When a loved one dies, those closest to the deceased individual nearly always have a desire to memorialize or commemorate the person who has passed on in some manner. For many people, there are religious traditions that form the basis upon which a deceased person is memorialized or commemorated. When a person dies by suicide, survivors of that loss are in a uniquely challenging position to appropriately memorialize or commemorate the individual who has died.
Through this article, we address some of the primary challenges survivors of suicide face when it comes to memorializing or commemorating a person who has died by suicide. These considerations include:
- Crafting a memorial service or commemoration event for a person who died by suicide
- Focus on a celebration of life rather than a memorial to death
- Addressing special concerns regarding memorials in a school setting
- Suicide postvention and prevention in a memorial setting
Memorial Service or Commemoration Event Following a Death by Suicide
When it comes to a memorial service for a person who has died by suicide, there are a number of recommendations to bear in mind, according to the Suicide Prevention Resource Center.
Focus on Celebration of Life
Around the world, one person dies by suicide every 40 seconds. As a consequence, questions about memorializing or commemorating the lives of those who have died by suicide arise with great frequency. A key factor to bear in mind when it comes to memorializing or commemorating a person who has died by suicide is focusing on a celebration of that individual’s life. Attention should not be paid to the death of an individual who died by suicide.
In the final analysis, even when it comes to a person who dies by suicide, that individual’s life can be memorialized or commemorated in a manner that celebrates what he or she did while alive. That type of positive memorialization can provide a meaningful tribute to a person whose life ended too early.
Special Concerns Regarding Memorials in a School Setting
The loss of a young person as a result of a death by suicide is a uniquely tragic event. As a consequence, when a student dies by suicide, there is a natural inclination among the broader school community to want to do something of a more lasting, permanent nature to memorialize the deceased young person. With that said, there are some very important special concerns that need to be considered when it comes to memorializing or commemorating the death of a student by suicide, according to the Society for the Prevention of Teen Suicide.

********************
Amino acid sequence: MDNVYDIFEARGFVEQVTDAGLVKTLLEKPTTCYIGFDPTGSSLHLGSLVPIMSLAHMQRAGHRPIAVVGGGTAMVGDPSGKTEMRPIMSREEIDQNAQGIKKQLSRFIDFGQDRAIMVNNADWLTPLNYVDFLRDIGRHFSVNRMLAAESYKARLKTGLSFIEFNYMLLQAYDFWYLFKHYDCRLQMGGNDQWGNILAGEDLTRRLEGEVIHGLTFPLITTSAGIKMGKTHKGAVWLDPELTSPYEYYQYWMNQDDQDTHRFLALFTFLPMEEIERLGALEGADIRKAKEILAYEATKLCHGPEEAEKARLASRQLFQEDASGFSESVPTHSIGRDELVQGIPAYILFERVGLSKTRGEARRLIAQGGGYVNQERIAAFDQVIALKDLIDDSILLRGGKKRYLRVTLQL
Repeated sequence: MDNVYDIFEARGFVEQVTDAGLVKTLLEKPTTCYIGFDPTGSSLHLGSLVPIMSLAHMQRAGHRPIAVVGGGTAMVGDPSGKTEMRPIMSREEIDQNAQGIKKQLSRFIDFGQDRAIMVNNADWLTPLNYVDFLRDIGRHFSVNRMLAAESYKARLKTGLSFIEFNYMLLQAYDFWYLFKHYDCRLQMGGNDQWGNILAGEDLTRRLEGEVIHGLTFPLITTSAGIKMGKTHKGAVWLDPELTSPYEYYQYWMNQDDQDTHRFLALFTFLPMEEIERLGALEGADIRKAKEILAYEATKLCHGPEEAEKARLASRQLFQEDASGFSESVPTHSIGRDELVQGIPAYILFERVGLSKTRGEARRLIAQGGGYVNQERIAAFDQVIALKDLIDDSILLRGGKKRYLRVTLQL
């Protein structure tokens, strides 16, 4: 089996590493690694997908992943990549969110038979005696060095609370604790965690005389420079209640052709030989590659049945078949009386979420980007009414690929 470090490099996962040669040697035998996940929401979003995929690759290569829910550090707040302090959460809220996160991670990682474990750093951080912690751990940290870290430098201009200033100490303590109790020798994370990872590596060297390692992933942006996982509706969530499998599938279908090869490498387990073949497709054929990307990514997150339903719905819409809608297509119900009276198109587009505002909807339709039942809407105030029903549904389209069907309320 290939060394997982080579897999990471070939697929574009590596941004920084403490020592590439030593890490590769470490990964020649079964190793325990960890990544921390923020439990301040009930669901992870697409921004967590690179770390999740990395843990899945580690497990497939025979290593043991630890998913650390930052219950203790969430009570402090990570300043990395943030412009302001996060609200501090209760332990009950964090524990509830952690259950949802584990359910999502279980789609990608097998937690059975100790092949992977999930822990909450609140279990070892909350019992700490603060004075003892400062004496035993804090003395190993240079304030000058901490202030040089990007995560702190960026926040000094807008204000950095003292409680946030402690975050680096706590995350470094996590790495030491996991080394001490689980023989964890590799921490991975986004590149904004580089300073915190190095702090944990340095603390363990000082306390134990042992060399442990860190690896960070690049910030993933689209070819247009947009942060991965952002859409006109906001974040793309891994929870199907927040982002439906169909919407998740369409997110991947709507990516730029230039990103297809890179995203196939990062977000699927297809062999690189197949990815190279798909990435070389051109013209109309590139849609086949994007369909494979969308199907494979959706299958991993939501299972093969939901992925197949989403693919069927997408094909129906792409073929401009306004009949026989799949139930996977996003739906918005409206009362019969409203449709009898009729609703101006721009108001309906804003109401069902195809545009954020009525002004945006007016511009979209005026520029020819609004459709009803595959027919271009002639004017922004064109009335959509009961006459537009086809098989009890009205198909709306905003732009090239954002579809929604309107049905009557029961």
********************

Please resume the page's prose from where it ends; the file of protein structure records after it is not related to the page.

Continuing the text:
In the aftermath of a teen dying by suicide, there is a strong (and understandable) inclination among survivors of that loss to do something concrete and lasting in memory of the deceased student. The reality is that there tends to be a stronger drive to memorialize a student who dies by suicide in a lasting manner than there is when a young person dies for some other reason.
Examples of ways in which students who’ve died by suicide historically have been permanently memorialized include:
- Memorial plaques in school hallways
- Trees planted in memory
- Gardens planted in memory
- Benches or bleachers in memory
On the surface, memorializing a student who died by suicide in a permanent manner such as this may seem like a fitting, nice tribute. The reality is that there are a number of significant negative aspects to permanently memorializing a student who died by suicide:
- By definition and design, schools have transient, ever-changing populations. As time passes, within a matter of a handful of years, a school’s population of students will be entirely different than the one that existed when a particular student died by suicide. Because of that, a permanent memorial will have less significance as time goes on when it comes to the students who attend a particular school.
- A permanent memorial can end up representing something different than what was intended when it was created. Consider a garden dedicated to the memory of a student who died by suicide. Time and again, a memorial of this nature ultimately can become known as something to effect of “the suicide garden.”
- There is growing evidence that permanent memorials of a student who dies by suicide may contribute to suicide contagion. Suicide contagion is defined by the U.S Department of Health and Human Services as “exposure to suicide or suicidal behaviors within one’s family, one’s peer group, or through media reports of suicide and can result in an increase in suicide and suicidal behaviors. Direct and indirect exposure to suicidal behavior has been shown to precede an increase in suicidal behavior in persons at risk for suicide, especially in adolescents and young adults.”
Suicide Postvention and Prevention and a Memorial
The matter of suicide contagion was discussed a moment ago. In addition to the points made thus far in this article, a memorial to a person who died by suicide must also take suicide postvention and suicide prevention into consideration.
A memorial should not be crafted in such a manner that it somehow romanticizes the concept of a death by suicide. A death by suicide is a public health concern and not something that should be romanticized in any way. Indeed, a memorial to a person who died by suicide can be created in such a manner than it not only celebrates the life of the individual who has died but includes elements that can aid in controlling suicide contagion and preventing suicide.